The research registry and data processing procedures were evaluated and approved by the Ministry of Social Affairs and Health in Finland.

Patient Data in the Finnish Cancer Registry

We considered 1,175,040 neoplasms registered in 1953–2011 in FCR. This included 212,685 cases of certain commonly registered precancerous lesions such as basal cell carcinoma of skin and polycythemia vera (registered since 1969). Currently, the disease classification in FCR is based on the ICD-oncology, 3rd edition.

Systematic Clustering

Prior to clustering, the tumor types were classified further to topography and morphology groups (Tables S1 and S2). Tumor types with at least two patients in FCR were included, resulting in 846 combinations of topography and morphology (Table S3). To obtain information on patients’ family names at birth and municipalities of birth, we linked the 878,593 patients with PIC to NPR.

For each tumor type, systematic clustering was performed based on municipality of birth and family name at birth (MN-clusters). The observed number of patients (O) with each tumor type in FCR was calculated in a stratum defined by municipality (M), family name (N), sex, and year of birth. The proportion of persons in each M, N, sex, and year of birth category in the entire population of same gender and year of birth was calculated from the same version of NPR database that was linked with FCR patients. When that proportion was multiplied with the total sex and birth-year specific number of cancer cases of the cancer type in question in the NPR-linked subset of FCR, the expected number of cases (E) in each stratum was obtained. The stratum-specific observed and expected numbers were added up over the gender and birth year categories. O/E ratios were calculated for each MN category, and their 95% confidence intervals were defined assuming a Poisson distribution of observed numbers.

Estimation of Familial Occurrence with Cluster Score

To estimate the familial occurrence of various tumor types, cluster score was calculated. For each tumor type i, we selected clusters with the lower limit of confidence interval (CI-low) greater than or equal to α, and calculated the number of patients (Xiα) in these clusters.

We define the cluster score of tumor type i to be Xiα divided by the total number of patients with the same tumor type (Yi) per 100,000 persons in Finland. For example, cluster score with α = 10 for Kaposi sarcoma was calculated as following (X = 19 and Y = 537 from Table 1):

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Table 1. Tumor types showing the strongest evidence for familial occurrence.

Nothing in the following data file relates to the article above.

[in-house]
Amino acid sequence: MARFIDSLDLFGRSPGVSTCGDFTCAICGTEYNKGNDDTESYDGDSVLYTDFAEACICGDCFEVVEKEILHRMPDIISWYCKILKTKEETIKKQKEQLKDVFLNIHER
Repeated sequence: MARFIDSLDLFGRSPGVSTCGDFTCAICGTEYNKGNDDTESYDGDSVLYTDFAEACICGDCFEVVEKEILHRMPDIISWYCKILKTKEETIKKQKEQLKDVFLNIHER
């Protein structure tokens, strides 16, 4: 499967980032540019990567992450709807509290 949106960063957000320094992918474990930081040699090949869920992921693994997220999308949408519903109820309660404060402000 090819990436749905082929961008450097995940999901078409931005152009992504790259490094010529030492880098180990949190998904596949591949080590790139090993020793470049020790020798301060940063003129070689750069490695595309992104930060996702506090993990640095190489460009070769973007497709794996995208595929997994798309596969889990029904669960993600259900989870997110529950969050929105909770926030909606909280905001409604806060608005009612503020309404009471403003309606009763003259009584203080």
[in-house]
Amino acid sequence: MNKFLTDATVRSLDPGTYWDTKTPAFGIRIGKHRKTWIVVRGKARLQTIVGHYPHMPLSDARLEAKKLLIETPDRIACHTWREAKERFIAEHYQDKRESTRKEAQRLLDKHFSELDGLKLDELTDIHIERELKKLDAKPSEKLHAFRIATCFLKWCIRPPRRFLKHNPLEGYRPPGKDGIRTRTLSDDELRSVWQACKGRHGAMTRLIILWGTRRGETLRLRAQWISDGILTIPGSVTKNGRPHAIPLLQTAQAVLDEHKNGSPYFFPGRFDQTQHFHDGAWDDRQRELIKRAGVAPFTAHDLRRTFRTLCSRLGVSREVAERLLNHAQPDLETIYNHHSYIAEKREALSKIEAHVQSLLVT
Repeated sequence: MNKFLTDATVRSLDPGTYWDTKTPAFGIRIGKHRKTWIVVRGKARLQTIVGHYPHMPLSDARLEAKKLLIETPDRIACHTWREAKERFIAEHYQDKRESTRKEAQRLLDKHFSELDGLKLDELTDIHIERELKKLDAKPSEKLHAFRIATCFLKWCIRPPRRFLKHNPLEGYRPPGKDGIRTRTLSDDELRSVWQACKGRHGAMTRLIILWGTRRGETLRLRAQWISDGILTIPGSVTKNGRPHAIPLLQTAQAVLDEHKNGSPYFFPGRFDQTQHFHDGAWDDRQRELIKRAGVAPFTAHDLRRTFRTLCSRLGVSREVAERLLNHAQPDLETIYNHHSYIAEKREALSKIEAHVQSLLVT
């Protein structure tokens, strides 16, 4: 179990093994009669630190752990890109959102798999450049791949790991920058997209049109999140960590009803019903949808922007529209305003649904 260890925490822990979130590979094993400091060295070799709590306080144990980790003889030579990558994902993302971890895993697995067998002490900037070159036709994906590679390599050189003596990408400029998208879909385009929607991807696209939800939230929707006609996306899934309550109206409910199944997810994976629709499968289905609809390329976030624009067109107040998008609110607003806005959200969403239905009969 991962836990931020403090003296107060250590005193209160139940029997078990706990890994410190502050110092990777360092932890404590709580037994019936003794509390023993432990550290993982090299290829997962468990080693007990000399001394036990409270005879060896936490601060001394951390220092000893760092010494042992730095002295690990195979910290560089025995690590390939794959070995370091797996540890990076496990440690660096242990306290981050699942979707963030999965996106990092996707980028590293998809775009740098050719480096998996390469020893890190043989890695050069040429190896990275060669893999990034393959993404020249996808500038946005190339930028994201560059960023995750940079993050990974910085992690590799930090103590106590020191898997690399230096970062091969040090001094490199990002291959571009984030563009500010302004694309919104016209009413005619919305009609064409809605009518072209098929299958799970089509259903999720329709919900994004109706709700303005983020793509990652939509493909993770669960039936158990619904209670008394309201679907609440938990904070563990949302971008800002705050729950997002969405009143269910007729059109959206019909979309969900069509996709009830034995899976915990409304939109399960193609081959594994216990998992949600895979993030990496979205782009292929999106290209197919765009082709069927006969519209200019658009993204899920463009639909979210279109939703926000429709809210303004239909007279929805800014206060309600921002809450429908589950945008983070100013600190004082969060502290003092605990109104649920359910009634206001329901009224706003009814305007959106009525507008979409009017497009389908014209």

https://doi.org/10.1371/journal.pone.0055209.t001

To estimate whether Xiα/Yi was different than expected ratio Yi*Xα/Y (where Xα/Y is the respective ratio over all tumor types in Finland; 0.0029 for α = 10), two-sided Poisson test was calculated with 95% confidence level. The p-values were adjusted for multiple test comparisons with false discovery rate method [14].

Confirmation of Kinship in the Clustered Kaposi Sarcoma Cases

Relatedness of patients in KS clusters was confirmed using information from NPR and PRs. NPR includes a link to parents for persons born since 1950s and who had not died before the PIC system was implemented in the 1960s. For the rest of the patients, we utilized PRs to identify first degree relatives and their children. PRs were also utilized for more thorough genealogy research. The relatives of the clustered KS cases were traced back at least three generations. To identify additional affected cases in the families, the cancer histories were checked from FCR for individuals identified through genealogy.

Geographical Illustration of Kaposi Sarcoma in Finland

The O/E ratios for Kaposi sarcoma cases in each municipality of birth were calculated as described previously for MN-clusters, and illustrated using the small-area mapping method developed in FCR [15]. The twenty-one largest cities in Finland, including Vyborg (currently part of Russia), are shown as circles with a diameter relative to E, and with the color shading indicating the O/E ratio in that city. The remaining map area illustrates the floating averages of the O/E ratios of the neighboring municipalities, excluding the largest cities. The map was based on borders of Finland before year 1940 because a large proportion of the KS patients were born before that.

Determination of HHV8 Seroprevalence in Finland

To estimate Human herpesvirus 8 (HHV8) infection rate in Finland, serological testing was performed in age and sex matched serum samples of 200 Eastern and 200 Western Finns obtained from the National Public Health Institute’s Health 2000 cohort. The serological analyses were done at HUSLAB (Helsinki, Finland) with direct HHV8 IgG antibody Enzyme Linked ImmunoSorbent Assay.

Results